THE SUPREME COURT OF THE
FEDERATED STATES OF MICRONESIA
Cite as Adams v. Etscheit ,
6 FSM Intrm. 580 (App. 1994)

[6 FSM Intrm. 580]

YVETTE ETSCHEIT ADAMS and
RENEE ETSCHEIT VARNER,
Appellants,

vs.

CAMILLE ETSCHEIT, ESTATE OF ELLA ETSCHEIT JOUBERT,
ROBERT ETSCHEIT, SR., ESTATE OF LEO ETSCHEIT
and ROBERT ETSCHEIT, JR., Individually, and
in his Capacity of Administrator,
Appellees.

APPEAL CASE NO. P4-1994

OPINION

Hearing and Ruling:  October 14, 1994
Opinion Entered:  November 28, 1994

BEFORE:
     Hon. Richard H. Benson, Associate Justice, FSM Supreme Court
     Hon. Martin Yinug, Associate Justice, FSM Supreme Court
     Hon. Lyndon L. Cornelius, Temporary Justice, FSM Supreme Court*

     *Chief Justice, Kosrae State Court, Lelu, Kosrae

APPEARANCES:
For the Appellants:     Fredrick L. Ramp, Esq.
                                     P.O. Box 1480
                                     Kolonia, Pohnpei FM 96941

For the Appellees:     Daniel J. Berman, Esq.
                                     Rush, Moore, Craven, Sutton, Morry & Beh
                                     2000 Hawaii Tower
                                     745 Fort Street
                                     Honolulu, HI 96813-3862

*    *    *    *

HEADNOTES
Civil Procedure ) Summary Judgment
     A court must deny a motion for summary judgment unless it finds there is no genuine issue as to any material fact and the moving party is entitled to judgment as a matter of law.  The court must view the facts presented and inferences made in the light most favorable to the nonmoving

[6 FSM Intrm. 581]

party.  The burden of showing a lack of triable issues of fact belongs to the moving party.  Adams v. Etscheit, 6 FSM Intrm. 580, 582 (App. 1994).

Contracts ) Conditions
     Although conditions to contractual obligations are not favored in the law because they tend to have the effect of creating forfeitures, parties may create a condition to a contract through plain and unambiguous language, through necessary implication manifested by the contract itself, or in some other way that makes their intent to create a condition clear.  In the absence of some such showing, courts find promises, not conditions to further performances.  Adams v. Etscheit, 6 FSM Intrm. 580, 582-83 (App. 1994).

Contracts ) Conditions
     Conditions precedent to a contract are not favored and the courts will not construe stipulations to be such unless required to do so by plain, unambiguous language or by necessary implication.  Adams v. Etscheit, 6 FSM Intrm. 580, 583 (App. 1994).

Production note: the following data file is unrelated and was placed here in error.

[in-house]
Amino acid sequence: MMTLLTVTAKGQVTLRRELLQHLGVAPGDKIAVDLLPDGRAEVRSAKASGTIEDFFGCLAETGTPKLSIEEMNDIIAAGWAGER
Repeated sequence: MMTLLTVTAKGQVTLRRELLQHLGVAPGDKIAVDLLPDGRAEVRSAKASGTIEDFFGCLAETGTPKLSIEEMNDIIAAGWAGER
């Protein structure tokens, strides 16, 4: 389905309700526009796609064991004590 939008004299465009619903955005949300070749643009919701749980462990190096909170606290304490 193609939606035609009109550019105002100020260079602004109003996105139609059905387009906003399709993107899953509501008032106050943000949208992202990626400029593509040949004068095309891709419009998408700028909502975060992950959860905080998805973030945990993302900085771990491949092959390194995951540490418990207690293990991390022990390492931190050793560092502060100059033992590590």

Civil Procedure ) Summary Judgment
     Where the facts lead to differing reasonable inferences, thus establishing a genuine issue of fact, summary judgment is not available.  Adams v. Etscheit, 6 FSM Intrm. 580, 583 (App. 1994).

Civil Procedure ) Summary Judgment; Contracts ) Conditions
     Because conditions precedent are disfavored at law and require plain and unambiguous language to establish, when differing inferences create an issue of fact, summary judgment that a condition precedent exists is inappropriate.  Adams v. Etscheit, 6 FSM Intrm. 580, 584 (App. 1994).

Civil Procedure ) Summary Judgment
     Whether a proposed boundary line on a map is insufficiently definite and certain to be located on the ground is a material fact genuinely at issue, precluding summary judgment.  Adams v. Etscheit, 6 FSM Intrm. 580, 584 (App. 1994).

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COURT'S OPINION
RICHARD H. BENSON, Associate Justice:
     This is an interlocutory appeal.  On April 12, 1994, the trial division issued its rulings on the pending summary judgment motions before it in Etscheit v. Adams, 6 FSM Intrm. 365 (Pon. 1994).  The defendants, Adams and Varner, moved for a rehearing of the trial division's dismissal, id. at 388, of its counterclaim based on an alleged family settlement agreement in 1982.  This was denied by the trial division's order of June 23, 1994.  On August 8, 1994, the trial division amended that order to include its certification pursuant to FSM Appellate Rule 5(a) that a controlling question of law was involved on which there was "a substantial ground for difference of opinion and that an immediate appeal from the order may materially advance the ultimate termination of the litigation."1

[6 FSM Intrm. 582]